A respectful equal marriage is impossible

In lieu of my 25th birthday and so my expiry date, my parents have started pressurizing me, sorry brainwashing me into accepting their choices. No, they haven’t told me their choices but there is increasing pressure and lots of shouting at home to get me to give up.

Pursuing medicine is akin to a 9-5 job in terms of the number of hours and the workload it requires. Student is a misnomer for my classmates and I are finding it comparable to an office job. So, I told my parents that they can find a suitable husband for me however, this person has to be supportive of my studies for the next 3 years. By supportive, I asked for equality. If you expect your son to cook dinner after he returns from his job, then you can expect the same of me. I will not shoulder extra responsibilities at home simply because I’m a woman.  I’ve got a dream, a job to work towards just like him. To this, my mum was aghast, “They’ll throw you out of the house if you say you’ve got a test to study. Are you stupid?”

Then, my mum came up with a solution. “Here in Singapore, they expect the bride to come stay at the in-law’s house. They’ll control you there and make you do housework in the evening. It’s better if you marry a guy from our hometown in India, bring him over, let him stay in our house. He will work and you can stay in our house to study. Your father and I will  support you.” I laughed. The level of patriarchy and misogyny I was expecting of the Singaporean Indian man was at normal levels. Now, you want me to marry someone who’s going to exhibit even worse toxic masculinity? This riled me up and I refused point blank. I had already experienced this Indian hometown guy who thought he was superior to women. This wasn’t new.

My parents are arguing with me that it is impossible to find a local man who will treat me equally so the only option is for me to have the upper hand by having the India guy live in my house, have him figure out life in a new country away from his family and so prevent him from exerting his power over me. If I/my family holds the power in terms of money, house and visa, I cannot be subjugated.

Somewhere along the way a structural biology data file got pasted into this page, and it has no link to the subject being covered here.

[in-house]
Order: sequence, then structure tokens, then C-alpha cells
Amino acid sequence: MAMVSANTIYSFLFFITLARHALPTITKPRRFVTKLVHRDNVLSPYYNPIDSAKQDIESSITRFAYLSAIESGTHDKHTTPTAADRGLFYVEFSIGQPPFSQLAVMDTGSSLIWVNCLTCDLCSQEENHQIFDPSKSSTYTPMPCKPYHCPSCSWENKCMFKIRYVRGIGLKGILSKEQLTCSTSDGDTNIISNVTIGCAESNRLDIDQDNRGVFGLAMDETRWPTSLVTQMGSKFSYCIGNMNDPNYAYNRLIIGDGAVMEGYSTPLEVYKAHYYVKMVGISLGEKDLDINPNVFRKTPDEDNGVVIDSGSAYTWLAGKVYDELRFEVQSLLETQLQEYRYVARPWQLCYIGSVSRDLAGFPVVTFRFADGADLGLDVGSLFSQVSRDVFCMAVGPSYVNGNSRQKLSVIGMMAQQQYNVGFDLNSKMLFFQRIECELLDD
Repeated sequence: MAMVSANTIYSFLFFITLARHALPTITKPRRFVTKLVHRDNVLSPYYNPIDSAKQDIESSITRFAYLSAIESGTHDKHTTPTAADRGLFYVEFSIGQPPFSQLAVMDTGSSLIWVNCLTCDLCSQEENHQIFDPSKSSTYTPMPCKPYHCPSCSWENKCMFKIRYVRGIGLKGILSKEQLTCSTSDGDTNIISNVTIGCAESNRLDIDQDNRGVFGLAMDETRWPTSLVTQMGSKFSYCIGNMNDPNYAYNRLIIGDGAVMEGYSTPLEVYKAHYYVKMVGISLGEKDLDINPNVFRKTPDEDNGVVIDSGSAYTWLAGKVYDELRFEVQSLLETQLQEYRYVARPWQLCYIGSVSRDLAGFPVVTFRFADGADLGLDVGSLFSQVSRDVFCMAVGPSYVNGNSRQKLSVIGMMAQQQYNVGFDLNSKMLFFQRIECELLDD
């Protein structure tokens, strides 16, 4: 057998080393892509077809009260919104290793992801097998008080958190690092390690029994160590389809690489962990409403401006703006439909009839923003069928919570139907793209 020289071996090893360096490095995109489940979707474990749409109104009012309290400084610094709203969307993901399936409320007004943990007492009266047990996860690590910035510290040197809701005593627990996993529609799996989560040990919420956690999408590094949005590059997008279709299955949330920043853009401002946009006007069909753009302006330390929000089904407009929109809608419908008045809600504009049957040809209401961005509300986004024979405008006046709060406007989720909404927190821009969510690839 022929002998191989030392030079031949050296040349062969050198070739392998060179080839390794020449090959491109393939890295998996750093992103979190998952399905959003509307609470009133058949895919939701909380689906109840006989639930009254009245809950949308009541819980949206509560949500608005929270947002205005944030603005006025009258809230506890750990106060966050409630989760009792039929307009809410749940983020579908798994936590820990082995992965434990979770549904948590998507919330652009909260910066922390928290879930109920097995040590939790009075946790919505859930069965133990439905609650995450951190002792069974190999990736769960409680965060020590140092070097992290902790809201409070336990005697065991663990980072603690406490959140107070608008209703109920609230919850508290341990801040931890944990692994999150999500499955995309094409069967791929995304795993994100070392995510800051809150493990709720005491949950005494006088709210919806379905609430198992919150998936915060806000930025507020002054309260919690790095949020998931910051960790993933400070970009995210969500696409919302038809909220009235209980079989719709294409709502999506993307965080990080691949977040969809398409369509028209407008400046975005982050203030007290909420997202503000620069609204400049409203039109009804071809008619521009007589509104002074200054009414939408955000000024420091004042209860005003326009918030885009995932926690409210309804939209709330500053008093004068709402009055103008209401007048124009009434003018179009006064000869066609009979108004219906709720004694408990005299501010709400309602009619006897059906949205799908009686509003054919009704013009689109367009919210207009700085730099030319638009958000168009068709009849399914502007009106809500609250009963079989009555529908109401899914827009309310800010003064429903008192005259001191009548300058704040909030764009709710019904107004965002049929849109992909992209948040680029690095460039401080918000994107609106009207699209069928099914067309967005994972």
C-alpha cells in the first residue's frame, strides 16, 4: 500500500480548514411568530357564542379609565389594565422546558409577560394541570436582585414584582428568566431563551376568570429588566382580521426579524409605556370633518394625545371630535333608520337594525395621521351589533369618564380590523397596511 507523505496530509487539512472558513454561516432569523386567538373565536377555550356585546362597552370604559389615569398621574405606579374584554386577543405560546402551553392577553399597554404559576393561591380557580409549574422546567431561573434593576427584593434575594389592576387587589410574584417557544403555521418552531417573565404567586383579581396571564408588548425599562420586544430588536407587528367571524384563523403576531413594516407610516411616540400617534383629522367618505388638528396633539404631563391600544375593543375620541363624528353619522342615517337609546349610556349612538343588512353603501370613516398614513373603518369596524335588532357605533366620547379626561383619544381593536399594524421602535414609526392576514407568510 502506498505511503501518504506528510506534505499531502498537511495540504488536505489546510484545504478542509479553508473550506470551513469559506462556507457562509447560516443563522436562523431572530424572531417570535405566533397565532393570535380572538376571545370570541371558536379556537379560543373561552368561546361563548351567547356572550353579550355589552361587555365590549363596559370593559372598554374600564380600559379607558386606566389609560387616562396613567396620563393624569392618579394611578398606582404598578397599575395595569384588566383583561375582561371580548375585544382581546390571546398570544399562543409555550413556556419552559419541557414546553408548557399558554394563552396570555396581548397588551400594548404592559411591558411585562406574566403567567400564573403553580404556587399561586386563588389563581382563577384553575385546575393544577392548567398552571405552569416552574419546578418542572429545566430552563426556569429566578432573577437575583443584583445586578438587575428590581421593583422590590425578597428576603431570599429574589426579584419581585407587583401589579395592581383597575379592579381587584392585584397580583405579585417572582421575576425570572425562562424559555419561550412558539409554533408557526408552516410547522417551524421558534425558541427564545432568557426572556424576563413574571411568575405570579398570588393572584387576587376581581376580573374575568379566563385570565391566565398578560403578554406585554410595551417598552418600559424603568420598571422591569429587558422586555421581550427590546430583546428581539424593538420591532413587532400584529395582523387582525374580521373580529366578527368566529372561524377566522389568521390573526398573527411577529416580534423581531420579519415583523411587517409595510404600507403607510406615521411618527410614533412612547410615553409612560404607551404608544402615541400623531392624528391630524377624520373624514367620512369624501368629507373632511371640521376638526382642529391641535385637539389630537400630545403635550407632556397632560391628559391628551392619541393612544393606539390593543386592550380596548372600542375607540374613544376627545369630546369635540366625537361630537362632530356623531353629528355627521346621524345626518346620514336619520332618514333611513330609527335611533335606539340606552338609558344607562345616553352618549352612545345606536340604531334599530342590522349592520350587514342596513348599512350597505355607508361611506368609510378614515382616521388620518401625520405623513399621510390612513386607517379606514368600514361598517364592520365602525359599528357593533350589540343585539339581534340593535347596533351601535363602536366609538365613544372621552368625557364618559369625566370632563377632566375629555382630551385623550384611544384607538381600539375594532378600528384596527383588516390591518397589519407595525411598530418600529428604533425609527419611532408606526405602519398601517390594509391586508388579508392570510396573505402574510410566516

Then, there is the emotional trap. “You do not respect your parents who are helping you achieve your dream . By insisting on someone local you are choosing to live at your in-laws place and I will be left alone as an orphan with no children to take care of me in my old age,” my mum says bitterly. Where is the balance between living in both houses. This is fucking Singapore which takes 1hr by Grab to get to one end of the country. Where is the balance to say a married couple will take care of both sets of old parents. Where is the balance to say, I can be treated with respect.

You might wonder, are you sure the in-law horror stories are true and are you sure men are like this in Singapore? Some are. The fact is these conditions are being relayed from one mother to the other mother during marriage talks. While the groom might have a more progressive thinking, either he isn’t communicating this to his parents or even worse, he has no influence over the decisions taken.

I am standing my ground. If I cannot find a partner who treats me equally, who understands my struggles and dreams, I can live my life on my own. I just don’t know how long I can hold out under my parents’ taunts of me being an arrogant daughter who doesn’t listen, who disrespects, who is selfish that she prioritizes herself. Every attempt at explaining that I have my rights to disagree gets manipulated into arrogance.

All I want is to pursue a dream in peace. If I cannot get the support, then I’ll do it alone. If you’re doing something good, why do you need to fear. This is my body, my life. I will clench my teeth, gather every bit of my strength, wall up and away from the chaos and hold my ground.

Wish me luck! I hope God’s hearing me:(


1 Comment

  • That was a nice one. I loved this part “ I have got a dream”…. may that part be heard louder….
    A typical voice of a women with dreams; some are forced to be silent…. hope you always stay vibrant

Leave a Reply

Your email address will not be published. Required fields are marked *